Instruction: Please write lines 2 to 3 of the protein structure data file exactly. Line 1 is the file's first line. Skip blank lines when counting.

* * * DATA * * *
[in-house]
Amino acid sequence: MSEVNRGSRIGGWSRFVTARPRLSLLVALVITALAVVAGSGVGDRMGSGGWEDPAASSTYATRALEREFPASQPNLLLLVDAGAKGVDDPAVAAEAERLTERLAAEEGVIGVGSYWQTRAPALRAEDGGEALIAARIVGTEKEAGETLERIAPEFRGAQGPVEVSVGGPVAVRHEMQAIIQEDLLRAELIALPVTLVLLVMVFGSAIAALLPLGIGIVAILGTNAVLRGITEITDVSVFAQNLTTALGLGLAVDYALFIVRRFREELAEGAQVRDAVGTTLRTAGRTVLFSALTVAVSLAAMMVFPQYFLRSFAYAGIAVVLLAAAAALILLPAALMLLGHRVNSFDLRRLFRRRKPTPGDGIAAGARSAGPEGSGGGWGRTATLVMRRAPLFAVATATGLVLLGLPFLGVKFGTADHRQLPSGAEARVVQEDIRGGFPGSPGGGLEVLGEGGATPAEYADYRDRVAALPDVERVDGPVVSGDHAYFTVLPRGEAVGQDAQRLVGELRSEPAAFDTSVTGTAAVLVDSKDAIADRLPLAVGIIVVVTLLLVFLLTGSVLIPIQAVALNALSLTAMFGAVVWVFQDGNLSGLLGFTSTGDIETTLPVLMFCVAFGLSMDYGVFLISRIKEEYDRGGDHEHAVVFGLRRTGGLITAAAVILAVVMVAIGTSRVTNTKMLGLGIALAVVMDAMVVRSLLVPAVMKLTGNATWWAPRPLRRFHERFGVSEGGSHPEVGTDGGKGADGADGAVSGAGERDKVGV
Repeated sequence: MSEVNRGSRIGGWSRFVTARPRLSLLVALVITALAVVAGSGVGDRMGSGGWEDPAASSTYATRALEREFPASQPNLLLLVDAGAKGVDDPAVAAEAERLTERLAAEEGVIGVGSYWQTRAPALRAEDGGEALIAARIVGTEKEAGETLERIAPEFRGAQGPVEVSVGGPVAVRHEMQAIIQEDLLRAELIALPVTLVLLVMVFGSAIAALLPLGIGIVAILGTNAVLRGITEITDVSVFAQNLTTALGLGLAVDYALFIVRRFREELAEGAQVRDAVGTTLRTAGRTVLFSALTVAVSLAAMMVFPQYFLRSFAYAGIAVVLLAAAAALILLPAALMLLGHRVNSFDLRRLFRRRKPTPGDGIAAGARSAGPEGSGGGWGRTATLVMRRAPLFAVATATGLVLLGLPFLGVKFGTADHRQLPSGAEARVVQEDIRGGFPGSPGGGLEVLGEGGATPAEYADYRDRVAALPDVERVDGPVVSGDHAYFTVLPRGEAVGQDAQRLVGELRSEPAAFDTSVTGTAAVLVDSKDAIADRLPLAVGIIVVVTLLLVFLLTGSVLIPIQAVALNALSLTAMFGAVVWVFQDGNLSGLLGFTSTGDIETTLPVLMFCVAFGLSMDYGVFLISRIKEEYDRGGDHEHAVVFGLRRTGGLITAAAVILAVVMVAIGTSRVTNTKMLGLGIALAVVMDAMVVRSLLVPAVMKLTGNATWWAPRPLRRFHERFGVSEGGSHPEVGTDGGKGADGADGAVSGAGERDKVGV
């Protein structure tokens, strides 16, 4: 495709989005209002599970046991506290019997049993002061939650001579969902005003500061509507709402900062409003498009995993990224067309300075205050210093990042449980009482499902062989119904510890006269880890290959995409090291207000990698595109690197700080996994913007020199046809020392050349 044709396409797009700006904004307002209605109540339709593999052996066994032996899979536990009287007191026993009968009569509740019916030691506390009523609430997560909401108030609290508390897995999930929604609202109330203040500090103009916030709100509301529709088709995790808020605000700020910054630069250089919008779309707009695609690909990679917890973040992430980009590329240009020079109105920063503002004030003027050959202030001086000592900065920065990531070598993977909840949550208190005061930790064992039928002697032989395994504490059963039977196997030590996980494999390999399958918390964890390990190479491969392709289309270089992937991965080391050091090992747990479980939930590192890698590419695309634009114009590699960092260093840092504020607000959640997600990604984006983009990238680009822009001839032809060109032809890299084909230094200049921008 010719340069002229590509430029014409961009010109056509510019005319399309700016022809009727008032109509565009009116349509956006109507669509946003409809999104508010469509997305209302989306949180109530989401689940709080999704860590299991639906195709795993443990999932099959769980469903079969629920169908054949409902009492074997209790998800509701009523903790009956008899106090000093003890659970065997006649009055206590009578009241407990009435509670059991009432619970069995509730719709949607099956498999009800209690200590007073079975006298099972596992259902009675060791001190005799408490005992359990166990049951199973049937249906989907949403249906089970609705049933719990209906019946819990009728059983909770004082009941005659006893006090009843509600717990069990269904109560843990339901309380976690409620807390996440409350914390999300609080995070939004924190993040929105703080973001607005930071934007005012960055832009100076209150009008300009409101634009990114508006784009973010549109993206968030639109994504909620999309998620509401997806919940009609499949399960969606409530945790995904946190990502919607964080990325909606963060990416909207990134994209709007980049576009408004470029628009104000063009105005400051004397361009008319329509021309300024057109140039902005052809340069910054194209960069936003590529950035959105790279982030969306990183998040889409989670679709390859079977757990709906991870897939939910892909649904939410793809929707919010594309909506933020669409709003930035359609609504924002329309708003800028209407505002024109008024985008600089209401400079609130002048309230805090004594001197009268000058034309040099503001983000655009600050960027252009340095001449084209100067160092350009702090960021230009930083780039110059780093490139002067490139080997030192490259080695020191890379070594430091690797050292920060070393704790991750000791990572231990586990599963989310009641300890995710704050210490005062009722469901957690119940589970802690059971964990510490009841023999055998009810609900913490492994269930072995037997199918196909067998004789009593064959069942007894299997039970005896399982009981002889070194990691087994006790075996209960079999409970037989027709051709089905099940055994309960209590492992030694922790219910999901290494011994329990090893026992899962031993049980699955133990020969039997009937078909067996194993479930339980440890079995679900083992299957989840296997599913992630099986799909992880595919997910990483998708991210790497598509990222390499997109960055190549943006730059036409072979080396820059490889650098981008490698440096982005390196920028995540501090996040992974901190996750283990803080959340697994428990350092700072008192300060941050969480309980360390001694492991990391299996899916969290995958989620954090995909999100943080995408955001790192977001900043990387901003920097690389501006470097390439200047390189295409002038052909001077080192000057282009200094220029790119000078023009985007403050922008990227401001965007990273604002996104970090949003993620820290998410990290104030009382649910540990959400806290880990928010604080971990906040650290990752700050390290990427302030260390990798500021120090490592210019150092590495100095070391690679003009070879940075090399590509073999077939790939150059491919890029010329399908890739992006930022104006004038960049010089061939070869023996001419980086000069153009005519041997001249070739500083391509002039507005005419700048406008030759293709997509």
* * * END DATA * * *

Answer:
Amino acid sequence: MSEVNRGSRIGGWSRFVTARPRLSLLVALVITALAVVAGSGVGDRMGSGGWEDPAASSTYATRALEREFPASQPNLLLLVDAGAKGVDDPAVAAEAERLTERLAAEEGVIGVGSYWQTRAPALRAEDGGEALIAARIVGTEKEAGETLERIAPEFRGAQGPVEVSVGGPVAVRHEMQAIIQEDLLRAELIALPVTLVLLVMVFGSAIAALLPLGIGIVAILGTNAVLRGITEITDVSVFAQNLTTALGLGLAVDYALFIVRRFREELAEGAQVRDAVGTTLRTAGRTVLFSALTVAVSLAAMMVFPQYFLRSFAYAGIAVVLLAAAAALILLPAALMLLGHRVNSFDLRRLFRRRKPTPGDGIAAGARSAGPEGSGGGWGRTATLVMRRAPLFAVATATGLVLLGLPFLGVKFGTADHRQLPSGAEARVVQEDIRGGFPGSPGGGLEVLGEGGATPAEYADYRDRVAALPDVERVDGPVVSGDHAYFTVLPRGEAVGQDAQRLVGELRSEPAAFDTSVTGTAAVLVDSKDAIADRLPLAVGIIVVVTLLLVFLLTGSVLIPIQAVALNALSLTAMFGAVVWVFQDGNLSGLLGFTSTGDIETTLPVLMFCVAFGLSMDYGVFLISRIKEEYDRGGDHEHAVVFGLRRTGGLITAAAVILAVVMVAIGTSRVTNTKMLGLGIALAVVMDAMVVRSLLVPAVMKLTGNATWWAPRPLRRFHERFGVSEGGSHPEVGTDGGKGADGADGAVSGAGERDKVGV
Repeated sequence: MSEVNRGSRIGGWSRFVTARPRLSLLVALVITALAVVAGSGVGDRMGSGGWEDPAASSTYATRALEREFPASQPNLLLLVDAGAKGVDDPAVAAEAERLTERLAAEEGVIGVGSYWQTRAPALRAEDGGEALIAARIVGTEKEAGETLERIAPEFRGAQGPVEVSVGGPVAVRHEMQAIIQEDLLRAELIALPVTLVLLVMVFGSAIAALLPLGIGIVAILGTNAVLRGITEITDVSVFAQNLTTALGLGLAVDYALFIVRRFREELAEGAQVRDAVGTTLRTAGRTVLFSALTVAVSLAAMMVFPQYFLRSFAYAGIAVVLLAAAAALILLPAALMLLGHRVNSFDLRRLFRRRKPTPGDGIAAGARSAGPEGSGGGWGRTATLVMRRAPLFAVATATGLVLLGLPFLGVKFGTADHRQLPSGAEARVVQEDIRGGFPGSPGGGLEVLGEGGATPAEYADYRDRVAALPDVERVDGPVVSGDHAYFTVLPRGEAVGQDAQRLVGELRSEPAAFDTSVTGTAAVLVDSKDAIADRLPLAVGIIVVVTLLLVFLLTGSVLIPIQAVALNALSLTAMFGAVVWVFQDGNLSGLLGFTSTGDIETTLPVLMFCVAFGLSMDYGVFLISRIKEEYDRGGDHEHAVVFGLRRTGGLITAAAVILAVVMVAIGTSRVTNTKMLGLGIALAVVMDAMVVRSLLVPAVMKLTGNATWWAPRPLRRFHERFGVSEGGSHPEVGTDGGKGADGADGAVSGAGERDKVGV